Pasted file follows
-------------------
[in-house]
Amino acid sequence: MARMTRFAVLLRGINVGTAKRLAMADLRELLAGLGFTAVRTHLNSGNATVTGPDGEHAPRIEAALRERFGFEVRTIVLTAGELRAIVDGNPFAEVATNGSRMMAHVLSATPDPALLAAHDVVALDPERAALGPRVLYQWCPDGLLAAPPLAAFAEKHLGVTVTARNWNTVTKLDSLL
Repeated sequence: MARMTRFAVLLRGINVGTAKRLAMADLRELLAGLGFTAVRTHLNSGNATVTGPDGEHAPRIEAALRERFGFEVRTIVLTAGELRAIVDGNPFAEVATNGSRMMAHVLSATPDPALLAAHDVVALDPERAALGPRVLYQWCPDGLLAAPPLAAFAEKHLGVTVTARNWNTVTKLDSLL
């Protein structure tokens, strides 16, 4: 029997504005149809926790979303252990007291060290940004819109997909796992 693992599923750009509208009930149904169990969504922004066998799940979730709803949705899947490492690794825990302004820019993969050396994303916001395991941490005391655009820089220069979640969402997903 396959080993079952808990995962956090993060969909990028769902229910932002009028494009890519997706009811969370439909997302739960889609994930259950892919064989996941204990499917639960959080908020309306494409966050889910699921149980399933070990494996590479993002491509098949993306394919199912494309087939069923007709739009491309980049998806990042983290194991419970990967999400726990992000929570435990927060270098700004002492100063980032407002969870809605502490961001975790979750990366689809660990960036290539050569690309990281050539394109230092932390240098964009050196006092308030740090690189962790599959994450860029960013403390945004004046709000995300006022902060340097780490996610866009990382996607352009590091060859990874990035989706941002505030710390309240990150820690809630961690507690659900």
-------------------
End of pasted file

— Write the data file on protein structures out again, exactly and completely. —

[in-house]
Amino acid sequence: MARMTRFAVLLRGINVGTAKRLAMADLRELLAGLGFTAVRTHLNSGNATVTGPDGEHAPRIEAALRERFGFEVRTIVLTAGELRAIVDGNPFAEVATNGSRMMAHVLSATPDPALLAAHDVVALDPERAALGPRVLYQWCPDGLLAAPPLAAFAEKHLGVTVTARNWNTVTKLDSLL
Repeated sequence: MARMTRFAVLLRGINVGTAKRLAMADLRELLAGLGFTAVRTHLNSGNATVTGPDGEHAPRIEAALRERFGFEVRTIVLTAGELRAIVDGNPFAEVATNGSRMMAHVLSATPDPALLAAHDVVALDPERAALGPRVLYQWCPDGLLAAPPLAAFAEKHLGVTVTARNWNTVTKLDSLL
């Protein structure tokens, strides 16, 4: 029997504005149809926790979303252990007291060290940004819109997909796992 693992599923750009509208009930149904169990969504922004066998799940979730709803949705899947490492690794825990302004820019993969050396994303916001395991941490005391655009820089220069979640969402997903 396959080993079952808990995962956090993060969909990028769902229910932002009028494009890519997706009811969370439909997302739960889609994930259950892919064989996941204990499917639960959080908020309306494409966050889910699921149980399933070990494996590479993002491509098949993306394919199912494309087939069923007709739009491309980049998806990042983290194991419970990967999400726990992000929570435990927060270098700004002492100063980032407002969870809605502490961001975790979750990366689809660990960036290539050569690309990281050539394109230092932390240098964009050196006092308030740090690189962790599959994450860029960013403390945004004046709000995300006022902060340097780490996610866009990382996607352009590091060859990874990035989706941002505030710390309240990150820690809630961690507690659900």